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Value ETFs Could Thwart Momentum In Second Half

Value ETFs NYSE: VLUE Could Thwart Momentum NYSE: MTUM In Second Half

The momentum factor and the corresponding exchange-traded funds have been thumping value stocks and ETFs to start 2017. Sure it is just one comparison, but one week into July, the iShares Edge MSCI USA Momentum Factor ETF MTUM 0.18% is higher by 18.7 percent year to date while the iShares Edge MSCI USA Value Factor ETF VLUE 0.15% is up just 5 percent.

Momentum ETFs have been, in large part, bolstered by sectors that some market observers view as richly valued. That includes technology and consumer discretionary, which are usually the two largest sector weights in most momentum ETFs. Conversely, value ETFs are often heavily allocated to energy, the worst-performing group in the S&P 500, and lagging financial services stocks.

A case can be made that value will have its day in the second half of this year, particularly if energy stocks rally and/or the FAANG stocks continue retreating.

A Perfect Storm

For the bulk of the first half of the year, momentum stocks had the wind at their backs. In some ways, the environment for momentum, including the FAANG quintet was almost too good to be true.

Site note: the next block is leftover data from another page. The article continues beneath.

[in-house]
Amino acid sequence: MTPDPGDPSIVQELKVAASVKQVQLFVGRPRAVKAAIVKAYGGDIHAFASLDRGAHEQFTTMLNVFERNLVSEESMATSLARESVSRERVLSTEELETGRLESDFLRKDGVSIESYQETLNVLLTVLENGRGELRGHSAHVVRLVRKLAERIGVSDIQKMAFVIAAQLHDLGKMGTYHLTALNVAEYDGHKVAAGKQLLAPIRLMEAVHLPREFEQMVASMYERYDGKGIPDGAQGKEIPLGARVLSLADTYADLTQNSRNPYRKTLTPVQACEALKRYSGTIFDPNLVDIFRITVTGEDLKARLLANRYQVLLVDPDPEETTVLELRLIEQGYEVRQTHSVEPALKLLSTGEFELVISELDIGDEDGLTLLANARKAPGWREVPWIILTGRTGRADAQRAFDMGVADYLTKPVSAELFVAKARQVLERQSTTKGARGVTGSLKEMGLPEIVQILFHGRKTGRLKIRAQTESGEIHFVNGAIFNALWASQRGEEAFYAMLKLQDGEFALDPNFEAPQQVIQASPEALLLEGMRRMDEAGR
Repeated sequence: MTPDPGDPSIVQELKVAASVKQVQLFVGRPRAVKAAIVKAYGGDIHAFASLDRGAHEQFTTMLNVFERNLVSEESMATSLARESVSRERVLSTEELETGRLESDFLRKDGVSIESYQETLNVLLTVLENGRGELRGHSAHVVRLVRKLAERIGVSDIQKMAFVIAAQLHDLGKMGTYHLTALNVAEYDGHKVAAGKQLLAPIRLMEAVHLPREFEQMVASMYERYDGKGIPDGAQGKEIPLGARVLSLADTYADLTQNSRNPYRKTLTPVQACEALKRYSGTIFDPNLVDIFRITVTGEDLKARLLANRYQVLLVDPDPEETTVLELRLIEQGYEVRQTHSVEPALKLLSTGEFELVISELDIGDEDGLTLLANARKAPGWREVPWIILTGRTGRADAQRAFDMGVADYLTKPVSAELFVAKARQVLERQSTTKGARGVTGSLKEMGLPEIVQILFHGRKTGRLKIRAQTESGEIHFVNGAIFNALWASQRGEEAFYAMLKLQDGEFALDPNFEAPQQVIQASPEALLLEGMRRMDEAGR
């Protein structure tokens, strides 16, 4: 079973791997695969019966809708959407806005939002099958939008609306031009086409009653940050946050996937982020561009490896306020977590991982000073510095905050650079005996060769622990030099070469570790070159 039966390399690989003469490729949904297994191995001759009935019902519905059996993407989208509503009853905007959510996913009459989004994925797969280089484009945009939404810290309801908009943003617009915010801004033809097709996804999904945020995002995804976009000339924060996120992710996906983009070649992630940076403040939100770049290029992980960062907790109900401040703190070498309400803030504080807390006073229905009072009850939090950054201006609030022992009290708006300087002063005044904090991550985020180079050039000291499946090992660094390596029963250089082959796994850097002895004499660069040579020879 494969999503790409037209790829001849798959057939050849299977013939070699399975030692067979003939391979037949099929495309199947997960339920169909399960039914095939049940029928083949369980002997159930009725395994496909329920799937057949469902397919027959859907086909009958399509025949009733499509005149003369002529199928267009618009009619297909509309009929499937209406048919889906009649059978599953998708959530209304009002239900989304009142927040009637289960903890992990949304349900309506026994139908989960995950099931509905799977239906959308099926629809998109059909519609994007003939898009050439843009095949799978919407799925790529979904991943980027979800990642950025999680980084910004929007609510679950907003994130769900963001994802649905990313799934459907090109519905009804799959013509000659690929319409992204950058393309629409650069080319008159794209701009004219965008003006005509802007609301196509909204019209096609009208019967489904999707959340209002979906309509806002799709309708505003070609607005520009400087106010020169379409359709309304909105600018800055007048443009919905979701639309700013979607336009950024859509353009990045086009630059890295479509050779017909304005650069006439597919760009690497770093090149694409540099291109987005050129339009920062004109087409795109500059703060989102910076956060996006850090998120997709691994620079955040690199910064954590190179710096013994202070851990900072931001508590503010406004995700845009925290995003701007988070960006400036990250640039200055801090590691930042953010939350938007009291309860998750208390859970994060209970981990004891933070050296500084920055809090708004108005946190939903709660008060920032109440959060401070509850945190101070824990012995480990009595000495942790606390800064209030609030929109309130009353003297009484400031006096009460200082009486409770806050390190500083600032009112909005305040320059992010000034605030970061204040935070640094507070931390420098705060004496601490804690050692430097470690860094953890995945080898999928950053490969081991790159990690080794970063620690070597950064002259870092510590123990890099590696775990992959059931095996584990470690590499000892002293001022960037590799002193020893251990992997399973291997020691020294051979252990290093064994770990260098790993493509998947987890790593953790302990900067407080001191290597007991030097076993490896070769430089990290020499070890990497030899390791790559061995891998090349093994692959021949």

“Historically, momentum performs best in an environment of low and stable volatility — exactly the regime that has dominated this year. Although talk of reflation faded, low interest rates, a soft dollar and historically tight spreads kept financial conditions absurdly easy,” said BlackRock in a recent note. “In June, the Global Financial Stress Index hit its lowest level since late 2014. A lack of stress and easy money tend to support momentum investing. In this environment it is best to follow Newton’s First Law of Motion: An object in motion stays in motion.”

It was also a perfect storm in which value stocks could lag. Oil prices are essentially in a bear market and financial services, the one sector that is undervalued relative to long-term averages, was not all that responsive to first-half rate hikes by the Federal Reserve. VLUE allocates 20.6 percent of its combined weight to those sectors.

Cracks Are Appearing

There is some evidence suggesting the momentum trade is losing, well, momentum.

“History may be repeating itself as we’re starting to see the first, albeit small, cracks in the momentum trade,” said BlackRock. “While still posting stellar year-to-date returns, momentum was down around 1% in June, underperforming both quality and value. Should financial conditions continue to shift, volatility is unlikely to remain as quiescent.”

Even a modest second-half uptick in volatility could send investors to more the more stable pastures of the value factor and ETFs like VLUE.

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